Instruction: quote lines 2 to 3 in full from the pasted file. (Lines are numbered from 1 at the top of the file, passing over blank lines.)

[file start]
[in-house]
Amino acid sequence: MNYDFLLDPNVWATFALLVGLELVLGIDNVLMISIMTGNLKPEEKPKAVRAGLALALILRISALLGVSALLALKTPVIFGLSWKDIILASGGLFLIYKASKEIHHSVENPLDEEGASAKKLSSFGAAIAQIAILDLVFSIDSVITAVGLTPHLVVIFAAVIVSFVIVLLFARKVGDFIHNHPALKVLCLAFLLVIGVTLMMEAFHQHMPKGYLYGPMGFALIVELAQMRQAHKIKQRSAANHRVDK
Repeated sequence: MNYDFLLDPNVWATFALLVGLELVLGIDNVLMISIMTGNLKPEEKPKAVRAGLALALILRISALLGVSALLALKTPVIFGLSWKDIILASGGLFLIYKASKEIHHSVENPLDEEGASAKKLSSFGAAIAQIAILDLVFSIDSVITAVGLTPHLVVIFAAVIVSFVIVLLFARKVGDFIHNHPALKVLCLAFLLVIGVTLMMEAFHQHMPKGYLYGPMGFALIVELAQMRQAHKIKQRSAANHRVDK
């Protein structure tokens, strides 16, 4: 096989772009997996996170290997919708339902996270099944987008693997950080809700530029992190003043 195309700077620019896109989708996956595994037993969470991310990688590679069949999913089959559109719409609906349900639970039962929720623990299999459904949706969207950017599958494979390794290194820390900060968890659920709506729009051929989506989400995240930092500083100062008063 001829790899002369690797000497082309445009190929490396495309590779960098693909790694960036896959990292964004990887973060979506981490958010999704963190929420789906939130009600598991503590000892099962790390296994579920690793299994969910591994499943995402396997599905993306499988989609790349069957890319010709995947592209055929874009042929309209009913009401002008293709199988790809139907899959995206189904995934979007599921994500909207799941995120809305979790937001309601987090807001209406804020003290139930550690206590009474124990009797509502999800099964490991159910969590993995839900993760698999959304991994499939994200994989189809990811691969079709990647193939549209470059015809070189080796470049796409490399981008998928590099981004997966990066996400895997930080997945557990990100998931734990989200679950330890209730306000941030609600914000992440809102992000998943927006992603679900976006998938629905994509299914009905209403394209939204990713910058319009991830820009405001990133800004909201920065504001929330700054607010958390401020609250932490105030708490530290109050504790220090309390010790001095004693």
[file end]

Amino acid sequence: MNYDFLLDPNVWATFALLVGLELVLGIDNVLMISIMTGNLKPEEKPKAVRAGLALALILRISALLGVSALLALKTPVIFGLSWKDIILASGGLFLIYKASKEIHHSVENPLDEEGASAKKLSSFGAAIAQIAILDLVFSIDSVITAVGLTPHLVVIFAAVIVSFVIVLLFARKVGDFIHNHPALKVLCLAFLLVIGVTLMMEAFHQHMPKGYLYGPMGFALIVELAQMRQAHKIKQRSAANHRVDK
Repeated sequence: MNYDFLLDPNVWATFALLVGLELVLGIDNVLMISIMTGNLKPEEKPKAVRAGLALALILRISALLGVSALLALKTPVIFGLSWKDIILASGGLFLIYKASKEIHHSVENPLDEEGASAKKLSSFGAAIAQIAILDLVFSIDSVITAVGLTPHLVVIFAAVIVSFVIVLLFARKVGDFIHNHPALKVLCLAFLLVIGVTLMMEAFHQHMPKGYLYGPMGFALIVELAQMRQAHKIKQRSAANHRVDK